Politics

Despite Majority Vote To Convict, Donald Trump Acquitted In Senate Impeachment Trial

The former president is being tried on one article of impeachment for his role in the insurrection at the U.S. Capitol. Videos shown during the proceedings may contain profanity and violence.

Members of the National Guard walk beside barbed wire fencing on U.S. Capitol grounds at sunrise on Monday ahead of Tuesday’s Senate impeachment trial.

Updated 3:04 p.m. CT Feb. 13

Former President Donald Trump was acquitted in his U.S. Senate impeachment trial, with a minority vote of 43-57. The Constitution requires two-thirds — or 67 votes — to convict.

All 50 Democrats voted to convict the former president, and were joined by seven Republicans: Bill Cassidy of Louisiana, Susan Collins of Maine, Richard Burr of Virginia, Lisa Murkowski of Alaska, Mitt Romney of Utah, Ben Sasse of Nebraska and Pat Toomey of Pennsylvania.

Both Texas senators Ted Cruz and John Cornyn voted to acquit.

READ MORE | Senate Acquits Trump In Impeachment Trial — Again

Original story is below:

The Senate on Tuesday began the historic second impeachment trial of former President Donald Trump a month after a mob of Trump supporters stormed the U.S. Capitol.

The House of Representatives voted on Jan. 13 to impeach Trump for incitement of insurrection with just a week left in his term, charging that he caused the riot that endangered hundreds of lawmakers and left five people dead, including a police officer.

Watch the proceedings below. Follow live updates on the trial here and read more about how it will work.

Senior aides on the House impeachment managers team said Tuesday the prosecution plans to include “evidence that nobody has seen before.”

Trump has denied responsibility for stoking the mob on Jan. 6. His lawyers claim he did not encourage unlawful acts and that his comments to supporters that day are protected by the First Amendment. They also argue that he should not be on trial at all, as he is no longer president — though many constitutional experts disagree.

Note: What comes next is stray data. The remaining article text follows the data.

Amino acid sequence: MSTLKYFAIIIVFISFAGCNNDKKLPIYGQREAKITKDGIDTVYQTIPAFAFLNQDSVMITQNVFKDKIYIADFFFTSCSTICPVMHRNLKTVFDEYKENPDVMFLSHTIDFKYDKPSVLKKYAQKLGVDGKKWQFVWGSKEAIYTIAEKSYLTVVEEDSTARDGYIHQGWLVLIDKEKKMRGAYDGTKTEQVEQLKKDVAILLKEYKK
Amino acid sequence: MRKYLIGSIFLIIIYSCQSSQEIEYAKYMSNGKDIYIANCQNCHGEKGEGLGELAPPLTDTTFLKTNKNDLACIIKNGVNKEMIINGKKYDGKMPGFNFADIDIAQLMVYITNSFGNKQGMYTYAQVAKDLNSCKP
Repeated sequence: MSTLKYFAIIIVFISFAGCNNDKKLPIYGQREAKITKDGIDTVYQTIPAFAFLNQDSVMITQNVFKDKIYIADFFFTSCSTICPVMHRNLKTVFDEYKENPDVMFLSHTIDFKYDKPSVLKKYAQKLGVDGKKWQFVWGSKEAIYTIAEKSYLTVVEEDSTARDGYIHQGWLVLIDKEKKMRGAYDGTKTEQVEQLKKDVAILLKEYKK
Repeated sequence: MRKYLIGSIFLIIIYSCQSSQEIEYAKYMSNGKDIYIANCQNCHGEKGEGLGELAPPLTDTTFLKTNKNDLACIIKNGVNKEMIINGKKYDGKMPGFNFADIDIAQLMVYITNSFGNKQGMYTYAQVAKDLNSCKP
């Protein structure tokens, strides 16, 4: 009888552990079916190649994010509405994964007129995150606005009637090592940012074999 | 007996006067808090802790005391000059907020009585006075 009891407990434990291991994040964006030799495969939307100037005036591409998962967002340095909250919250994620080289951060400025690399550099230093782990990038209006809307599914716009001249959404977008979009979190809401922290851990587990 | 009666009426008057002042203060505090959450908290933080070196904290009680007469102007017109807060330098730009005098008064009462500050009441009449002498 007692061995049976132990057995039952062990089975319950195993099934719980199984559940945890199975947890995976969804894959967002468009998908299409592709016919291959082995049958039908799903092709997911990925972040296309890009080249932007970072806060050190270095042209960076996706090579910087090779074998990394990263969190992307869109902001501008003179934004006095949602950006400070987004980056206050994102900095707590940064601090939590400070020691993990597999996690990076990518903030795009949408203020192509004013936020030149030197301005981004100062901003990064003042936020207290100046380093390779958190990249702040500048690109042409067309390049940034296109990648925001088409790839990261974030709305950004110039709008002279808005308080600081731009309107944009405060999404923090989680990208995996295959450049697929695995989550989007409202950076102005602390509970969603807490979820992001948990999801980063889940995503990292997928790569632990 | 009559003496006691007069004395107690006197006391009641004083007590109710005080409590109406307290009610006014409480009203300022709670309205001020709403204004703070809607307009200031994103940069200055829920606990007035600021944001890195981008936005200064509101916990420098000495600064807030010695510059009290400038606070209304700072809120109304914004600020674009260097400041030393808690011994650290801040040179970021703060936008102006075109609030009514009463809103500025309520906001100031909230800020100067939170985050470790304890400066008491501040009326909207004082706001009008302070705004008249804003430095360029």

As Congress began counting the Electoral College votes on Jan. 6, Trump called for his supporters to walk to the Capitol in protest of the election results. Trump falsely claimed the election had been “stolen,” despite his clear loss to now-President Biden.

“You’ll never take back our country with weakness. You have to show strength and you have to be strong. We have come to demand that Congress do the right thing and only count the electors who have been lawfully slated, lawfully slated,” he said. “I know that everyone here will soon be marching over to the Capitol building to peacefully and patriotically make your voices heard.”

Hours later, multiple people were dead, the Capitol building was in a state of chaos and, still, Biden’s election victory was certified by Congress.

House impeachment managers will be dissecting those remarks and others made by Trump in the months prior to argue that his false election claims laid the groundwork for the violence far before that particular rally.

Trump is not expected to participate in the Senate trial. He also didn’t participate in his first impeachment trial, which ended in an acquittal a year ago.

Copyright 2021 NPR. To see more, visit https://www.npr.org.

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